Who Speaks for Me? Ending Child Marriage


In the last decade, 58 million young women in developing countries—one in three—have been married before the age of 18, many against their will and in violation of international laws and conven- tions on women’s rights.2 Even more disturbing, according to new figures, one in nine girls, or 15 million, have been forced into marriage between the ages of 10 and 14.3 With limited education and economic opportunities, child brides are often condemned to a life of poverty, social isolation, and powerlessness, infringing on their human rights, health, and well-being. In developing countries with a rapidly growing youth population, investments in adolescent girls are criti- cal. Ultimately, to meet goals related to poverty, education, gender equality, maternal and child health, and HIV and AIDS, nations and communities must put an end to child marriage.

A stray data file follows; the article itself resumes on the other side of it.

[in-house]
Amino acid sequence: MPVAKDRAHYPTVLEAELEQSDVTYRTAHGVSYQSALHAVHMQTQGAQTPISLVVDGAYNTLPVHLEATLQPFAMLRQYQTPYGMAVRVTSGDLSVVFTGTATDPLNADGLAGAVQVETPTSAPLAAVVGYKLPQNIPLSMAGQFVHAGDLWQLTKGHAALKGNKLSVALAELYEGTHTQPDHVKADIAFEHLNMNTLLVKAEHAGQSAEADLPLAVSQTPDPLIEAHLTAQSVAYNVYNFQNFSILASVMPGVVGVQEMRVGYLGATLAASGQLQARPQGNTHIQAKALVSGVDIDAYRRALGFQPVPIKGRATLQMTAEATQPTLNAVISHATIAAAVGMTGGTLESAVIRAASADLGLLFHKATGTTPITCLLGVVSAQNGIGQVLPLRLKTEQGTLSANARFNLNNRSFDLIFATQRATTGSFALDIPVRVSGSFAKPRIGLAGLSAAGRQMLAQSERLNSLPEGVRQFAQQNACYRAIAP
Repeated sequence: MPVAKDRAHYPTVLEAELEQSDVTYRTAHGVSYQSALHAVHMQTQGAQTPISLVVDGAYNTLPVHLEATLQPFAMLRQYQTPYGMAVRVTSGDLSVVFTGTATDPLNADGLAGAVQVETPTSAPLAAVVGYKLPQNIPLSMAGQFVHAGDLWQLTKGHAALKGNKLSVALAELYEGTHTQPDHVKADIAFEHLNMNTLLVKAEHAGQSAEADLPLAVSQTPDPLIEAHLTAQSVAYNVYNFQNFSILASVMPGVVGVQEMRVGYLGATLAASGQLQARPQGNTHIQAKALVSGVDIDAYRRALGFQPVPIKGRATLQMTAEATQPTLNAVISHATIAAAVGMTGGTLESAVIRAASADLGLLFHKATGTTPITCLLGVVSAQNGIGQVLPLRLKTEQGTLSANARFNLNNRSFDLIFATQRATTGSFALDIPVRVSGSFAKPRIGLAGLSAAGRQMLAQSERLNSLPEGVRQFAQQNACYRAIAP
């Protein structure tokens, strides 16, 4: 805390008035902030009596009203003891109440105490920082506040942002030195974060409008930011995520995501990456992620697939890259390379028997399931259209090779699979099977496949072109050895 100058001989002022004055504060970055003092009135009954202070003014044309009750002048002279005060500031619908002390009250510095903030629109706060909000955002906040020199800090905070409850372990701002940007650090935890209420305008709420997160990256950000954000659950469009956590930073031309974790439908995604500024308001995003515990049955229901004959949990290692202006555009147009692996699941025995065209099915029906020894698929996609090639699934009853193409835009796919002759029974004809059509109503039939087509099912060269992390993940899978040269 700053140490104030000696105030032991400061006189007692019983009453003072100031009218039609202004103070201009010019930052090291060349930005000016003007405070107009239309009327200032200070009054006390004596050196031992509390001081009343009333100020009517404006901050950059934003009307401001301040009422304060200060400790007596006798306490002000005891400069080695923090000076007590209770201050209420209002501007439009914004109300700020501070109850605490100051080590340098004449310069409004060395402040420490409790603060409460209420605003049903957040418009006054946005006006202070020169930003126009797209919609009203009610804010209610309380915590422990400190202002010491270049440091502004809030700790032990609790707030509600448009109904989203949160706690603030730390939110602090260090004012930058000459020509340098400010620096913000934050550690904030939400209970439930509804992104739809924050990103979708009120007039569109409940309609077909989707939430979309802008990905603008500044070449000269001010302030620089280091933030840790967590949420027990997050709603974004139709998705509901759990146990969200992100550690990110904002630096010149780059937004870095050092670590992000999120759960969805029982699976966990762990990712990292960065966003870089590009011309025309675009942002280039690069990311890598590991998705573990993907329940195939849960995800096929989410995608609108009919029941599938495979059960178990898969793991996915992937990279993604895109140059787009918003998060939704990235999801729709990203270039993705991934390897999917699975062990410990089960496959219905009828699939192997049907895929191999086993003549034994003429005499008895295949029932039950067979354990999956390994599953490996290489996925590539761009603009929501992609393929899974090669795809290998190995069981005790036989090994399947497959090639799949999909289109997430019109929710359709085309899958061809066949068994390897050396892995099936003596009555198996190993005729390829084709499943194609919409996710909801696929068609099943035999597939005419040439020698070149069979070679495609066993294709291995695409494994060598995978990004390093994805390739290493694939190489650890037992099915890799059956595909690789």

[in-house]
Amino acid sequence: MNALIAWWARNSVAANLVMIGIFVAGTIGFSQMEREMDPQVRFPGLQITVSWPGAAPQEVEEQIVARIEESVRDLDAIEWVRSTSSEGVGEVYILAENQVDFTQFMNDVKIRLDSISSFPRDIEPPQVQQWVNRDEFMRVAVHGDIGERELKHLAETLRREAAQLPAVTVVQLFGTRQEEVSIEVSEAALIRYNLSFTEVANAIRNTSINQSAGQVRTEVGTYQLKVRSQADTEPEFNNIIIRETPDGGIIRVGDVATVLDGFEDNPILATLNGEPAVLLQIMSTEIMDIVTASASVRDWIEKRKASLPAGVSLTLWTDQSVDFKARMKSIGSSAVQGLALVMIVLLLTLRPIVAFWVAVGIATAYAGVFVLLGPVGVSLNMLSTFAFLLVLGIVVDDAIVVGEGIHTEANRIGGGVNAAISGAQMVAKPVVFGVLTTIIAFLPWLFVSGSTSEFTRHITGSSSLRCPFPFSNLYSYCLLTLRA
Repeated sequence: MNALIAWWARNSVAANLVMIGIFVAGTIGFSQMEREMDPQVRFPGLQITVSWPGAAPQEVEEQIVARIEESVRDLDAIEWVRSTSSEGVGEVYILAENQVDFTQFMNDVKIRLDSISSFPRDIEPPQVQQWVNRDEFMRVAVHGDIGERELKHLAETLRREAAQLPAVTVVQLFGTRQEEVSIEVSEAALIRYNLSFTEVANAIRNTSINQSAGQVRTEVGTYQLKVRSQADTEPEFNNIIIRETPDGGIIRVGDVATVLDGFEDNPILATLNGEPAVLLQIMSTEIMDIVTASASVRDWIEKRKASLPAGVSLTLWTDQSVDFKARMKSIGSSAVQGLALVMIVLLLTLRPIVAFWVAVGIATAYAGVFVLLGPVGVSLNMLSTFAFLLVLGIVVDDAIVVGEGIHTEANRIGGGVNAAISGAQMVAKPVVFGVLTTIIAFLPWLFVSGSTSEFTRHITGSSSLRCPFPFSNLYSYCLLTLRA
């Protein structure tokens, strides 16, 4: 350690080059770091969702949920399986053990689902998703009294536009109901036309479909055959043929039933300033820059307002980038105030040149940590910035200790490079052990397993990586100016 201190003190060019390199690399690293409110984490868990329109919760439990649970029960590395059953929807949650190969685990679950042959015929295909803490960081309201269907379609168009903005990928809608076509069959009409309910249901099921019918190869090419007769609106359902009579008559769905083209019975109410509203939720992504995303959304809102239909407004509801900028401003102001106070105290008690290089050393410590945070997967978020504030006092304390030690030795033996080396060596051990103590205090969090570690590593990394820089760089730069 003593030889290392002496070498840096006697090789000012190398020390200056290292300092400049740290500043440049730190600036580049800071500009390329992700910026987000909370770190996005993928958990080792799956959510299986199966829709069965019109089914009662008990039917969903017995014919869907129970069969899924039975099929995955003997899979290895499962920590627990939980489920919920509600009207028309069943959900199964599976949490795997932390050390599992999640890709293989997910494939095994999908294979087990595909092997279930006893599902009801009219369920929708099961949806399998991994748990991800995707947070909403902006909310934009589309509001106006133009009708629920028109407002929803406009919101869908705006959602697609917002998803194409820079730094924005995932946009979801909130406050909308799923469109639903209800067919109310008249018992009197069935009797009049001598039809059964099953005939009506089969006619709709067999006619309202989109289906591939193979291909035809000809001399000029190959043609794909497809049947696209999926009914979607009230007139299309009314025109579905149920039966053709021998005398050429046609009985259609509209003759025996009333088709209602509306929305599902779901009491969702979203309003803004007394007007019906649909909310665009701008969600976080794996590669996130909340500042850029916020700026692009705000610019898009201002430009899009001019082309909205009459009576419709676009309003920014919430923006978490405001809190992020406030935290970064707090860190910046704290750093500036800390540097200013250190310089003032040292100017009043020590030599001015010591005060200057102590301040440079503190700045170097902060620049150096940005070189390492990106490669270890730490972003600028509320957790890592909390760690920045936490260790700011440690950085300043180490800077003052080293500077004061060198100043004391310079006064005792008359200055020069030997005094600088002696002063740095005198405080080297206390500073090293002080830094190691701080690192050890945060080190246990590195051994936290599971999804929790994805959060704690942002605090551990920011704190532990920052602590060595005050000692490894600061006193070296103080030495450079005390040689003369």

Population Reference Bureau

Alexandra Hervish and Charlotte Feldman-Jac obs



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